[Skip to content]

Search our Site
  • Instagram Icon
  • RSS Icon
  • Twitter Icon
  • Facebook Icon
  • YouTube Icon
UK Athletics

Mary bignal/rand

Share this

Share to Twitter Share to Facebook Tell friends via WhatsApp Email us
Mary Rand

Full Name: Mary Denise Rand

Date of Birth: 10 February 1940

Born: Wells, Somerset.

Club: London Olympiades.

Coach: John Le Masurier.

Career summary


Perfect Vision

At the end of 1964, Mary Rand was named the BBC Sports Personality Of The Year, succeeding her British teammate, the sprinter Dorothy Hyman. She won this honour after an extraordinary summer, culminating in her winning the Long Jump gold medal at the Olympic Games in Tokyo. She set the standard for so many others to follow when she became the first British woman to win an Olympic title - and those standards were met very quickly when six days later, her roomate Ann Packer won the 800m.

How It All Started

Having gained a scholarship to go to Millfield School in her home county of Somerset, Rand, or Miss Bignal as she was then, showed her athletics prowess by finishing second at high jump and fourth at long jump in the WAAA Championships in 1956 when she was 16. Immediately, she had demonstrated brilliant signs of excelling in different events and it was not long before the Pentathlon became her forte. She set the first of her six British records at the five-pronged event by the age of 18 when she was seventh with 4466 points at the European Championships in Stockholm in 1958 before winning silver in the Long Jump at the British Empire and Commonwealth Games in Cardiff. Her domestic record breaking was immense, but the Olympic Games in Rome did not quite go as planned.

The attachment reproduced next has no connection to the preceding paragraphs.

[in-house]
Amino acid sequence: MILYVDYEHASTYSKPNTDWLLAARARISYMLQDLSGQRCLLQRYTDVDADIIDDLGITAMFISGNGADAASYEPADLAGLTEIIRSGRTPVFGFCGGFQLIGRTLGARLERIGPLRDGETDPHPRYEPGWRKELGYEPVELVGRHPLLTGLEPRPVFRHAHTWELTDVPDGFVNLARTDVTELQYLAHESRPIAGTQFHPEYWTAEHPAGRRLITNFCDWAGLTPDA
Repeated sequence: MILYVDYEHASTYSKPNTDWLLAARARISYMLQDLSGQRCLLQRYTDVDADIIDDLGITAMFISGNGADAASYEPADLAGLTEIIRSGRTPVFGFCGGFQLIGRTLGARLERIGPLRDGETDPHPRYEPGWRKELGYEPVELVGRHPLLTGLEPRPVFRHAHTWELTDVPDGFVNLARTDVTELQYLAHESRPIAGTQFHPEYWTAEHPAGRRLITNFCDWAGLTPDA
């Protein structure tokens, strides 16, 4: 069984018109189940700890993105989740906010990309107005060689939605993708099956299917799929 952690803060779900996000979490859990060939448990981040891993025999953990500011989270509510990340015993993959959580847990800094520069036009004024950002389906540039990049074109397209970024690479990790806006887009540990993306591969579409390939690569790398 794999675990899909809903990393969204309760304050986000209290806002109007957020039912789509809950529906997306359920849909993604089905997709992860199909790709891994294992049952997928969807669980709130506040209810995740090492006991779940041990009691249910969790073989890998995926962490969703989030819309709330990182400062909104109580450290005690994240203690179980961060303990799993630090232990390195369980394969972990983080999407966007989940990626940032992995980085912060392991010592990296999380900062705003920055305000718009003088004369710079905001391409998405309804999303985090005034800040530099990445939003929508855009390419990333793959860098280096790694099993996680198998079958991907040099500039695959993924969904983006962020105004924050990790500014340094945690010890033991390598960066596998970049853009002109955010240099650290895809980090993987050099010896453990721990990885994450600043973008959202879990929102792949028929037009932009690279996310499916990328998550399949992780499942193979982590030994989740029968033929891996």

Waiting For Gold

Still Mary Bignal by the time of the Olympics in Italy, she was the favourite for gold having achieved a personal best jump in the qualifying competition of a Games where she also competed in the 80m hurdles.But the final turned into a major disappointment. She recorded two fouls, re-marked her run-up but it was not to be and she finished ninth. The next day she was fourth in the 80m hurdles but athletics-wise, it was now a four-year wait to put it right on the Olympic stage - and by then she had a different name and she was a mother. She married British Olympic rower Sidney Rand, who competed for Britain in Melbourne in 1956 and in Rome, and she gave birth to their daughter Alison in the spring of 1962. Such was her strength and tenacity that four months later she was not only back competing for Britain, but she was on the podium. Rand won bronze medals in the Long Jump and sprint relay at the European Championships in Belgrade and her talent seemed to have no end because the following year, on August 5, she was part of the British 4 x 110y relay team which broke the world record against the USA at the White City Stadium. Rand ran second, taking the baton from Madeleine Cobb, handing onto Daphne Arden before Hyman brought the team home. Next stop Rome…and no mistake this time.


Just As She Hoped